As clinicians we spend a vast majority of our time on the complex protocols to deliver high quality restorations for our patients. Our expectations are to have a predictable long-term prognosis of these restorations in form and in function. 

Selecting the Right Prophylaxis Paste
Fig. 1: Low abrasive paste such as Proxyt fine are ideal for cleaning composite, ceramic, and zirconia restorations.

An aspect that is sometimes not scrutinized is the regular maintenance of our dental work to ensure the esthetics and longevity is optimized.  While is it a well-established measure that professional tooth cleaning should be performed regularly, the selection of prophylaxis paste is often based on individual preferences such as taste, smell and texture. 

Selecting the Right Tools for the Best Result

Selection of prophylaxis paste which is applied with rotary instruments should be chosen with a view to being most suitable for the dental restorations of different materials (ie. lithium disilicate, zirconia, or composite) and healthy dental tissues but also for considerably less resistant surfaces such as dentin.

The requirements for polishing pastes during professional tooth cleanings include maximum cleaning effect with minimal abrasion of tooth structure and dental restorations. Materials such as pumice, silicate, and carbonate are added to enhance the polishing and cleaning properties of these pastes (Fig 1). 

Preventing Unnecessary Damage 

The actual abrasive effect is also influenced by other factors such as pH value, duration of brushing, amount of pressure, etc. In order to prevent unnecessary damage it is required to classify the pastes according to their abrasive potential. The Relative Dentin Abrasion (RDA) relates to the sensitive dentin structures and is particularly critical for patients with areas of exposed root surfaces.  Different restorative materials such as composites and ceramic restorations can be damaged if the RDA indexes of the cleaning pastes with high values are used. Small scratches will be created which reduce the surface gloss and creates a rough medium which plaque can accumulate more readily.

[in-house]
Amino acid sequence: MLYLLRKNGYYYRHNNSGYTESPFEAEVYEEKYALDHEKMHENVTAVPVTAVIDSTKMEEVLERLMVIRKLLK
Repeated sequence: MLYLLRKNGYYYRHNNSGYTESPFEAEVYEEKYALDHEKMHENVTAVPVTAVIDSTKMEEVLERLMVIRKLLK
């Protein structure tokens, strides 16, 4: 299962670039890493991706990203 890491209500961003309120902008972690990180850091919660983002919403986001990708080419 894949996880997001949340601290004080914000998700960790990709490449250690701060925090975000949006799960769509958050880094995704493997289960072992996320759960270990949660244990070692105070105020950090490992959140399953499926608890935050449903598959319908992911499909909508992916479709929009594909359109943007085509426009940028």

"Small scratches ... reduce the surface gloss and creates a rough medium where plaque can accumulate more readily. Therefore, only minimally invasive pastes, like Proxyt fine should be used for cleaning and polishing."

Gentle Cleaning of a RestorationTherefore, only minimally invasive pastes, like Proxyt fine should be used for cleaning and polishing (Fig 2). If stubborn stain requires a coarser paste be used then re-polishing with a less abrasive paste is indicated i.e. Proxyt Coarse & Proxyt Fine. Additional components such as xylitol in a paste are beneficial as it interrupts the metabolism of the bacteria that cause caries and inhibits their growth. Fluoride is always ideal as it strengthens and aids in the remineralization process.

Using a proper prophylaxis paste helps restore and preserve not only the luster of natural enamel but also the esthetics of ceramics such as IPS e.max restorations (Fig. 3). These targeted requirements will ensure sensitive tooth structures and dental restorations made of different materials receive the care they need.

An Esthetic Result
Fig. 3: Polished surfaces maintain their natural gloss and are less susceptible to discoloration. Optimal pink and white esthetics as a result of regular professional tooth cleaning.